The Supreme Court has largely been useless in stopping corporate and state tyranny in recent times. But one Supreme Court Justice may actually be changing the conversation on Big Tech.
Historically, Clarence Thomas has been one of the most solid justices in the highest court of land. Apart from being a steadfast supporter of conservative principles, Thomas recognizes the real nature of Big Tech. Unlike your normie conservative elected official, Thomas views Big Tech as a major threat to free speech rights.
On April 5, 2021, Clarence Thomas announced that the Supreme Court will ultimately have to address the 3 ton elephant in the living room that is Big Tech censorship. In his view, the Court’s failure to act on Big Tech censorship will lead to the death of free speech in the 21st century. Thomas alluded to the immense power Facebook and Google hold when it comes to the censorship of dissenting opinions.
Betsy McCaughey of the New York Post observed that Thomas’ remarks came at a time when Democrats in Congress are clamoring for Big Tech to engage in more censorship. For example, back in March 25, Democrat members of the House Committee on Energy and Commerce demanded that Big Tech leaders clamp down on social media discourse that threatens “social-justice movements.”
Thomas’ recent comments were made during a case that involved former President Donald Trump. While Trump was in office, on several occasions, he blocked some of his critics on Twitter. A number of those critics sued Trump for his actions, because they believe that Trump’s presidential Twitter account functions as a public forum.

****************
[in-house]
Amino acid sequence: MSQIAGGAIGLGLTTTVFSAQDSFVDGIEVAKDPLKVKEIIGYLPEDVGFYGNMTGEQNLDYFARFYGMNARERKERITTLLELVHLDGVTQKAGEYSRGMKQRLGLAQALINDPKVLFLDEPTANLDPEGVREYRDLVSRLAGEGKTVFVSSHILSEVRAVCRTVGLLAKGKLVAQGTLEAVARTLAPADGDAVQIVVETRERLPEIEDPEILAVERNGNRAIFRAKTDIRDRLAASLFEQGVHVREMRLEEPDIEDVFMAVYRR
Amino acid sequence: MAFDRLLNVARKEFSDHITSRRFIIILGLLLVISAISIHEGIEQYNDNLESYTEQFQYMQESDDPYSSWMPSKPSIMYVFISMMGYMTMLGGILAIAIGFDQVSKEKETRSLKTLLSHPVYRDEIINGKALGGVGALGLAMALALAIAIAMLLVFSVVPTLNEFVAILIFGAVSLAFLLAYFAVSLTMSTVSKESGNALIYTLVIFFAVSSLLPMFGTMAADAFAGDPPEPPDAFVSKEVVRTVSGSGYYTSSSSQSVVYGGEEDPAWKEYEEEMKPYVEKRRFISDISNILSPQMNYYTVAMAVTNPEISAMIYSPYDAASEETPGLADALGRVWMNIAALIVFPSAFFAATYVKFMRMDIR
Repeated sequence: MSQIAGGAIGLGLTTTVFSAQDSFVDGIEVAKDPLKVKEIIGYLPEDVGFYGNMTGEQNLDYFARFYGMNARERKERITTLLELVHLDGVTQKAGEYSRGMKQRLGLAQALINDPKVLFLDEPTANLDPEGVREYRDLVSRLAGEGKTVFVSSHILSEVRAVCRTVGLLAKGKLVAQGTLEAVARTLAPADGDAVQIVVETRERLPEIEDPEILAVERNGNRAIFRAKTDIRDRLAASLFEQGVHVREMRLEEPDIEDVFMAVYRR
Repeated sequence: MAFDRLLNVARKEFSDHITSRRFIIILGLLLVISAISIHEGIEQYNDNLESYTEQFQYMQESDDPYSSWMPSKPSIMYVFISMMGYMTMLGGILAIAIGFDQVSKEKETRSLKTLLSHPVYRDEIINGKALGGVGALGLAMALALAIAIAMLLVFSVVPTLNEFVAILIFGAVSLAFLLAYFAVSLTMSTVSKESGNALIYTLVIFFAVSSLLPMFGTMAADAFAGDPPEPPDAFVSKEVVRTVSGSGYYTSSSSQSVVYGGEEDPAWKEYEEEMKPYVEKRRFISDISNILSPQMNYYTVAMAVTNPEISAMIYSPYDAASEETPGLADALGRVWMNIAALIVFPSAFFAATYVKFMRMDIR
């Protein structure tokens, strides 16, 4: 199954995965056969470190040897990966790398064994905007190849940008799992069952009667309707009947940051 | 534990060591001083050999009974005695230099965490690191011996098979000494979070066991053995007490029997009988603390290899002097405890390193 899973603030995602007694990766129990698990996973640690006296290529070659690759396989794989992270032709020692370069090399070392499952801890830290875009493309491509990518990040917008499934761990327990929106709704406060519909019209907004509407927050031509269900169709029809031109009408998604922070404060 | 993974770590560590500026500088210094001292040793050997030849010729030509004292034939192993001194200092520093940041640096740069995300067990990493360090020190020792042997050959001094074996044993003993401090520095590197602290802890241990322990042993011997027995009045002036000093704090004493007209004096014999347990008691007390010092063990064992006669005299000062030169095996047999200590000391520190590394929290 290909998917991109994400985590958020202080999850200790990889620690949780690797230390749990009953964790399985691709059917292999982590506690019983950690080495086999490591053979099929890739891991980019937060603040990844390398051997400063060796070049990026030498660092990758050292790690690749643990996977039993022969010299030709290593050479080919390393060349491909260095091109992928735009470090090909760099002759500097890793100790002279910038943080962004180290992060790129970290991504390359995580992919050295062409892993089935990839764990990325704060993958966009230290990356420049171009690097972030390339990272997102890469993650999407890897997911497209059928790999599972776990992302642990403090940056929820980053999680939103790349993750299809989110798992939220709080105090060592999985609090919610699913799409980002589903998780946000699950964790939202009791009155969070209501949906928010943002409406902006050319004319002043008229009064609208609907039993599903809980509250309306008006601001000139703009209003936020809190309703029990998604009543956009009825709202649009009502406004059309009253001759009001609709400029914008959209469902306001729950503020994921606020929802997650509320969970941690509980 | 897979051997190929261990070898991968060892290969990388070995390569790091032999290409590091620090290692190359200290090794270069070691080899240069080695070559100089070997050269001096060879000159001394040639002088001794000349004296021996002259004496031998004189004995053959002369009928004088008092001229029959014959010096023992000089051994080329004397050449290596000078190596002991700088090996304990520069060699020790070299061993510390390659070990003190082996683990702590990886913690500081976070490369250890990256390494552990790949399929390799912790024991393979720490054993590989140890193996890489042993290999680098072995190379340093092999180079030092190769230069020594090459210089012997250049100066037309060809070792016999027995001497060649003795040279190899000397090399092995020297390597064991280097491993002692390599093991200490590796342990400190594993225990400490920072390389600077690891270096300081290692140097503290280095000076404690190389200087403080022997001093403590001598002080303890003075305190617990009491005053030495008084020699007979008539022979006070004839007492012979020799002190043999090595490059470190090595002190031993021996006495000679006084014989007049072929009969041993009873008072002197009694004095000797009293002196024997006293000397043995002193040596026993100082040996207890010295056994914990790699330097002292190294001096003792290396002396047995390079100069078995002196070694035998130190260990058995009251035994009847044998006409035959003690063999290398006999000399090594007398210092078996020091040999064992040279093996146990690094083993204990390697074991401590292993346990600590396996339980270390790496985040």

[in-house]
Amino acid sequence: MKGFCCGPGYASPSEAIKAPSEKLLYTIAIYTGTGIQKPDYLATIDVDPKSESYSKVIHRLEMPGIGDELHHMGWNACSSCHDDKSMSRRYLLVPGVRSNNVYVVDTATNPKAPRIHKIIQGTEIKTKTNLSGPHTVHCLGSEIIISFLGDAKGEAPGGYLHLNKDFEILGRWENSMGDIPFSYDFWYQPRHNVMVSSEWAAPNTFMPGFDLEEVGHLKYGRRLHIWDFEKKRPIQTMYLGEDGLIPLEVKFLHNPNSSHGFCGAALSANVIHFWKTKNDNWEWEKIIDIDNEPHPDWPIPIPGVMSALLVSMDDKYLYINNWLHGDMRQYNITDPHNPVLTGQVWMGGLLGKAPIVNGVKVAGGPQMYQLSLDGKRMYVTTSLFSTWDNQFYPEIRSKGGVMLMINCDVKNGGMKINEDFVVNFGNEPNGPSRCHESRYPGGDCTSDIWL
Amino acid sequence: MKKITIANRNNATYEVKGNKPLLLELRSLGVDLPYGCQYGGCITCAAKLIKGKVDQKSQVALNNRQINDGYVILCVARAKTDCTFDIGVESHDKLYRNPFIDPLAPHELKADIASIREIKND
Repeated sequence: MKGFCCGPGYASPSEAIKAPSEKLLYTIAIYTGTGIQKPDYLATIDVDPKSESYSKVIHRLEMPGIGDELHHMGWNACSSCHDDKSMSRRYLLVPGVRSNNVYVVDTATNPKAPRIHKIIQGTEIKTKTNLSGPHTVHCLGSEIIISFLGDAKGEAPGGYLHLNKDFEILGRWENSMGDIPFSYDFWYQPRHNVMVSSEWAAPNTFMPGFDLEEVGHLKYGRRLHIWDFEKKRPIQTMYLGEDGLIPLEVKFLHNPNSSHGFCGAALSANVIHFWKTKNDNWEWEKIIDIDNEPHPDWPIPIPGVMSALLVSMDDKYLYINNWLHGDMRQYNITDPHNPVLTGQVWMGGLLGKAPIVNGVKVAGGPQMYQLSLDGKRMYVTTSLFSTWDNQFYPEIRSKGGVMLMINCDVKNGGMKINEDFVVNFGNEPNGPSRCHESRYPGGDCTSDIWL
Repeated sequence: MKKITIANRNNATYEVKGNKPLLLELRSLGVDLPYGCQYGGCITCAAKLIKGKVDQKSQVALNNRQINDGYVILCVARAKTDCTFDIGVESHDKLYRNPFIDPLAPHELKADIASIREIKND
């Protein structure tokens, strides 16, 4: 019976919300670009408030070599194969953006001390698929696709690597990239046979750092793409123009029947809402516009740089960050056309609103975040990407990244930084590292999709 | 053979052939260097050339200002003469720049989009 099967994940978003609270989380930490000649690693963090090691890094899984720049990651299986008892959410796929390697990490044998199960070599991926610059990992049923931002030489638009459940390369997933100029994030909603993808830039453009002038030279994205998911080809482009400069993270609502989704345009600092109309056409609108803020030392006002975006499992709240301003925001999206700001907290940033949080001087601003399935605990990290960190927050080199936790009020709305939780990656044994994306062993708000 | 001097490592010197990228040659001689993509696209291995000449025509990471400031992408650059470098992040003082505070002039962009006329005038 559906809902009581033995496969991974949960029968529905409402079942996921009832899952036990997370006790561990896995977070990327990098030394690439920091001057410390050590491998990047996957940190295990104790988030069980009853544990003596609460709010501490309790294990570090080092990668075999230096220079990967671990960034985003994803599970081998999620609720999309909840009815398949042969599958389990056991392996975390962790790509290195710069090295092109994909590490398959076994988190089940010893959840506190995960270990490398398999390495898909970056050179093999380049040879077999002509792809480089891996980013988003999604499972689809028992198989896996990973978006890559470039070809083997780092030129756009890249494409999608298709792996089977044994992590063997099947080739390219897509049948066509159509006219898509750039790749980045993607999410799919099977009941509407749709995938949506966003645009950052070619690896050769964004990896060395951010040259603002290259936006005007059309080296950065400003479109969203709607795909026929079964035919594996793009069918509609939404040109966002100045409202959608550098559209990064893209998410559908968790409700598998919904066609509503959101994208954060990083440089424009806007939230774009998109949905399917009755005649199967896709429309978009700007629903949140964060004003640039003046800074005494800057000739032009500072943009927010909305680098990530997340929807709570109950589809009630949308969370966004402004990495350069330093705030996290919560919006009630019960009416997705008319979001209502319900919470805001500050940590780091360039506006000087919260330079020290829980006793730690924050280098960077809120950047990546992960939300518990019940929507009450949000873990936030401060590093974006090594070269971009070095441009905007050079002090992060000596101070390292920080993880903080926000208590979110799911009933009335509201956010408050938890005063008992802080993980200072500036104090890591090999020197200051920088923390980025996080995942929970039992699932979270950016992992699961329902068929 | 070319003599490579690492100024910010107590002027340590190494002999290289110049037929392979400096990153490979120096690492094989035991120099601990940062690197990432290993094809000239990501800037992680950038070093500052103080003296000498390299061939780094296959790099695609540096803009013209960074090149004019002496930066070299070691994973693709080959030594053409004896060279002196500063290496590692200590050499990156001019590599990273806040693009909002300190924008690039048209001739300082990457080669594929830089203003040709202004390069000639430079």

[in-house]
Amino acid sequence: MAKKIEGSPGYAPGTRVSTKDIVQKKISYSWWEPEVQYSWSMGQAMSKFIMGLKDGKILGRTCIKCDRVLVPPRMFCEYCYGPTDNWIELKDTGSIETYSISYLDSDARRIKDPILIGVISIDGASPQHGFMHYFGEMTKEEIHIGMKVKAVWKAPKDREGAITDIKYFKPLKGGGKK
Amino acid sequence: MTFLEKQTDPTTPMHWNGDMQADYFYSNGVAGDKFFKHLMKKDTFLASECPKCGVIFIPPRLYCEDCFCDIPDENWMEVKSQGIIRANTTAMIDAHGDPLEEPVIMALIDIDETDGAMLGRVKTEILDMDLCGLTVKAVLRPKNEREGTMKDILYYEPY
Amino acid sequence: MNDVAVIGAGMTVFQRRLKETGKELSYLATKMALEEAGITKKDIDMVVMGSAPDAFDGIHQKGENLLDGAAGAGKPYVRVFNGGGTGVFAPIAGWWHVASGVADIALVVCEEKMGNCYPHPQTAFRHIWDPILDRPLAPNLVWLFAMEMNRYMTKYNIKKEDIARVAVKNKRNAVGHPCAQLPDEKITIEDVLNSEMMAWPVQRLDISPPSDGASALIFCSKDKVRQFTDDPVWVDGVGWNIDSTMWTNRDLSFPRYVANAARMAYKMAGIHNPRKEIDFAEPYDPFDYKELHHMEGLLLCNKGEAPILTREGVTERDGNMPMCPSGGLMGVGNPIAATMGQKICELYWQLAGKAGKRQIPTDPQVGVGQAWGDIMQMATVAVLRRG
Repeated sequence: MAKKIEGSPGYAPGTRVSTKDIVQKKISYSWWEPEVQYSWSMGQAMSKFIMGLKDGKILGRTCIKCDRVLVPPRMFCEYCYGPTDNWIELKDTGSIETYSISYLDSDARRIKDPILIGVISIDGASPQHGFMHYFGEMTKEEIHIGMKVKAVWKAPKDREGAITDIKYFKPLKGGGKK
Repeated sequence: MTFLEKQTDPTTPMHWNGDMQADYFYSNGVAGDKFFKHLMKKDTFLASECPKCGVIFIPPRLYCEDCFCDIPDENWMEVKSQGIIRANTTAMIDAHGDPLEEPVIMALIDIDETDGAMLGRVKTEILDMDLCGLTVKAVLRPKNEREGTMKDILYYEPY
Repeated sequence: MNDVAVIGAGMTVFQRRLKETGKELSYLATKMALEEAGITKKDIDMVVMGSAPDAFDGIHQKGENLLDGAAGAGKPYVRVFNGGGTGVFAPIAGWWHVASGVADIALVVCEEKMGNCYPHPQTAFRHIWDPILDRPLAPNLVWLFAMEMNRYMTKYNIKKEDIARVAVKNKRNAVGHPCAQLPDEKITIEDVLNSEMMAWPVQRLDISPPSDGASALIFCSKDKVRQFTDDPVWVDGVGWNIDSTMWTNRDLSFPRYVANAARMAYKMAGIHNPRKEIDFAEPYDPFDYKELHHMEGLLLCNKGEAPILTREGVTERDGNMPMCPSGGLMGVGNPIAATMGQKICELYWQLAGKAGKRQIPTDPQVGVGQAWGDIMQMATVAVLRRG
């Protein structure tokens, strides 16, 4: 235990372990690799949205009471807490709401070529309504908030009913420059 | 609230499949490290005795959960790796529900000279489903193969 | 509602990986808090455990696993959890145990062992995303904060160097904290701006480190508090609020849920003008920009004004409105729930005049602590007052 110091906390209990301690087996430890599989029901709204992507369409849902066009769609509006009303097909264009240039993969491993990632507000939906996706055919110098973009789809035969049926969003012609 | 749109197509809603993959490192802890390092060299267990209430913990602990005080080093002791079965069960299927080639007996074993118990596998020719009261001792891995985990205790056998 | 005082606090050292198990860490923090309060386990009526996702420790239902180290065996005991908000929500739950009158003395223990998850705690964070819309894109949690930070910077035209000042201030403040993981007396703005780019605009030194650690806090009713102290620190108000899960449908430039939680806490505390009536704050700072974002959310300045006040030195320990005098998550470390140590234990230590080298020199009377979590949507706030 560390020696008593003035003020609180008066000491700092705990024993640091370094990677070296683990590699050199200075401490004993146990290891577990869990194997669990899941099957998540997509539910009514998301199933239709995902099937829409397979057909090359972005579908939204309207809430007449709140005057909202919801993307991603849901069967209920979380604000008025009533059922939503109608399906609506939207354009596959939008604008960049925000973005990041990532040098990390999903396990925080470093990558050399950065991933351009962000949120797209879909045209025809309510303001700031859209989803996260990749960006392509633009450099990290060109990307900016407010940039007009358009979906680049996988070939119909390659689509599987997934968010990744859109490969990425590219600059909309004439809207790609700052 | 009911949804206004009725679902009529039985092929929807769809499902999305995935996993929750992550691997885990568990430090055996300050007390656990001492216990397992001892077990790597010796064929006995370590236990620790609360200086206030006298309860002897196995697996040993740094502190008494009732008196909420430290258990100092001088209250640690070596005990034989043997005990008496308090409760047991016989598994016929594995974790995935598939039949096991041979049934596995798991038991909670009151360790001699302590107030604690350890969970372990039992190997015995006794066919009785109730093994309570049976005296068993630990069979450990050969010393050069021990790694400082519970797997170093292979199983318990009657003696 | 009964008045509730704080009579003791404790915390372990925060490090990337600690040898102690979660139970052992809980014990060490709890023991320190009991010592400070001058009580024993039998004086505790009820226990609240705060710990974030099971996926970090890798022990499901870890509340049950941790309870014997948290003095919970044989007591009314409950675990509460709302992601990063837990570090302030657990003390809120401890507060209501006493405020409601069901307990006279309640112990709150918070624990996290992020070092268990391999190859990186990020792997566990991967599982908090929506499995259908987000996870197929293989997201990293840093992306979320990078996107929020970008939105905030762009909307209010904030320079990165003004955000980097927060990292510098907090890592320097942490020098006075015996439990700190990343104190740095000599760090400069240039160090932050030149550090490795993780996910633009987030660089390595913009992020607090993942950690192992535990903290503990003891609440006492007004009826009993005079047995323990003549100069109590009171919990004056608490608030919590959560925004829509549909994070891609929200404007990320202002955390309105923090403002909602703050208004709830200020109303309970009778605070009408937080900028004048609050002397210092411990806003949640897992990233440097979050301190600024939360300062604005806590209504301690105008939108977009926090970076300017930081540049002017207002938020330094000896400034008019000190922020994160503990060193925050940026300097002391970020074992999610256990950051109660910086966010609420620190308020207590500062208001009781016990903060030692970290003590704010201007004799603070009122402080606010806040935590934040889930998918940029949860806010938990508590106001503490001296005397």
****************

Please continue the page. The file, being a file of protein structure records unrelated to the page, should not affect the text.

The Supreme Court recently ruled that the case is moot due to Trump no longer being in office. Thomas was in agreement with the Supreme Court’s action and also agreed with a lower court ruling that Trump violated the First Amendment by blocking his critics on a public forum.
That said, Thomas broadened the conversation by voicing concerns about Big Tech’s power when it comes to censoring and outright banning people who voice controversial opinions on social media. He was perturbed in particular by how social media whales were able to boot former president Trump from his social media account “at any time for any or no reason.”
In his opinion, Thomas wrote that “One person controls Facebook . . . and just two control Google.” In effect, three individuals have the power to unperson any America, above all, the executive of the most powerful country in human history. Thomas believes that the Court must set the record straight and check Big Tech’s power.
Thomas argued that these companies function as common carriers or public utilities as opposed to traditional, private entities, and must be regulated accordingly. McCaughey explained what this kind of regulation would look like:
AT&T can’t refuse to open a phone account for you or limit your conversations based on your worldview. Likewise, Southwest Airlines can’t pick and choose who rides its aircraft based on their opinions about transgenderism or #Russiagate. Yet the tech giants get to do exactly that.
Similarly, Thomas compared Big Tech to “public accommodations” in the same vein as hotels and baseball stadiums. Such venues are legally mandated to provide services to all individuals and not engage in discrimination. If America is a nation of laws, it should apply them to everyone on an equal basis. If it can’t do so, it’s just another corrupt political body.
Thomas gets the bigger picture. But it’s highly doubtful that Biden, whose installation as US president was largely brought about by Big Tech interference in the 2020 elections, and mainstream conservative institutions, who receive substantial funding from Big Tech, won’t do anything of substance to shackle Big Tech’s powers.
Real leadership will be needed to confront the many arms of the present-day woke regime. Thomas should be praised for pointing out the obvious, although America desperately needs leaders within the Republican Party to step up to the plate and pass legislation that significantly puts Big Tech under the purview of the national interest.
Due to the current makeup of the Supreme Court, we cannot expect any rulings to hold Big Tech accountable. The answer will have to be legislative in nature.